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ARS Home » Midwest Area » Ames, Iowa » National Laboratory for Agriculture and The Environment » Soil, Water & Air Resources Research » Research » Publications at this Location » Publication #304827

Research Project: MANAGEMENT OF AGRICULTURAL AND NATURAL RESOURCE SYSTEMS TO REDUCE ATMOSPHERIC EMISSIONS AND INCREASE RESILIENCE TO CLIMATE CHANGE

Location: Soil, Water & Air Resources Research

Title: A brief history of soils and human health work and needs for the future

Author
item Brevik, Eric - Dickinson State University
item Sauer, Thomas - Tom

Submitted to: ASA-CSSA-SSSA Annual Meeting Abstracts
Publication Type: Abstract Only
Publication Acceptance Date: 9/1/2014
Publication Date: N/A
Citation: N/A

Interpretive Summary:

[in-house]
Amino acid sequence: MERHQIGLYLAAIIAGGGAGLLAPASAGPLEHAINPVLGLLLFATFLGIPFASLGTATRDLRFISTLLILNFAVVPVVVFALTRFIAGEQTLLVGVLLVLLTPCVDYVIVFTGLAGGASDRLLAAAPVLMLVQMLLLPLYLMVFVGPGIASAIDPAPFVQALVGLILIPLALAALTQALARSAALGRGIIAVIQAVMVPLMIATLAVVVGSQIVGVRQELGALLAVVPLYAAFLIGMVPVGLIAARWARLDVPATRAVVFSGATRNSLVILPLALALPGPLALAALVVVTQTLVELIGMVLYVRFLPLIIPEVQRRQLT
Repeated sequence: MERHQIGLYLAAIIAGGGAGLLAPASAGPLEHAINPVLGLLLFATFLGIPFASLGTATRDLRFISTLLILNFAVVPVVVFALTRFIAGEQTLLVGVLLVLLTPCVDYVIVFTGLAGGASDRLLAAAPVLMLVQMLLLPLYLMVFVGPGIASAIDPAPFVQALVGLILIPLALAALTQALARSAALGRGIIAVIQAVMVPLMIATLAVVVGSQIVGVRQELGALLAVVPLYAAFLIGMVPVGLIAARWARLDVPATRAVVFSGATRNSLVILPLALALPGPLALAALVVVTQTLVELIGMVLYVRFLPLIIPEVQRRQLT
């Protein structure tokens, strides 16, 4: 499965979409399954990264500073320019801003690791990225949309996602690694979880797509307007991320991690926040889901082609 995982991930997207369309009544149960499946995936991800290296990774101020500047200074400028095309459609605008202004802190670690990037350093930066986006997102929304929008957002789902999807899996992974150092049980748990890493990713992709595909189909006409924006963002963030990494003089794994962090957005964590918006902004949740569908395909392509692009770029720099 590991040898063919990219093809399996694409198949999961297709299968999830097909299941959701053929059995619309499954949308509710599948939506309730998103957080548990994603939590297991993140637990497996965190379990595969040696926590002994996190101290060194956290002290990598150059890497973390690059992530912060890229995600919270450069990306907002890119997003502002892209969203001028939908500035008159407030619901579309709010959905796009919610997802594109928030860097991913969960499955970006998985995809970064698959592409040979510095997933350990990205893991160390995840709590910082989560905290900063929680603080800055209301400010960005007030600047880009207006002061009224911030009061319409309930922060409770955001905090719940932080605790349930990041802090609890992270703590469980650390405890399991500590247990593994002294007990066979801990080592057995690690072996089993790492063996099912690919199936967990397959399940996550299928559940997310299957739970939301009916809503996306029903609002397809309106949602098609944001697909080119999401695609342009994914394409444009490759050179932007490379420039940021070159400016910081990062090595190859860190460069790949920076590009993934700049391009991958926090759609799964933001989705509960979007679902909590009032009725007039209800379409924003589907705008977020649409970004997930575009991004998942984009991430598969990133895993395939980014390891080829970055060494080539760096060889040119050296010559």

Technical Abstract: The idea that human health is tied to the soil is not a new one. As far back as circa 1400 B.C. the Bible depicts Moses as understanding that fertile soil was essential to the well-being of his people. In 400 B.C. the Greek philosopher Hippocrates provided a list of things that should be considered in a proper medical evaluation, including the properties of the local ground. By the late 1700s and early 1800s, American farmers had recognized that soil properties had some connection to human health. In the modern world, we recognize that soils have a distinct influence on human health. We recognize that soils influence 1) food availability and quality (food security), 2) human contact with various chemicals, and 3) human contact with various pathogens. Soils and human health studies include investigations into nutrient supply through the food web and routes of exposure to chemicals and pathogens. However, making strong, scientific connections between soils and human health can be difficult. There are multiple variables to consider in the soil environment, meaning traditional scientific studies that seek to isolate and manipulate a single variable often do not provide meaningful data. The complete study of soils and human health also involves many different specialties such as soil scientists, toxicologists, medical professionals, anthropologists, etc. These groups do not traditionally work together on research projects, and do not always effectively communicate with one another. Climate change and how it will affect the soil environment/ecosystem going into the future is another variable affecting the relationship between soils and health. Future successes in soils and human health research will require effectively addressing difficult issues such as these.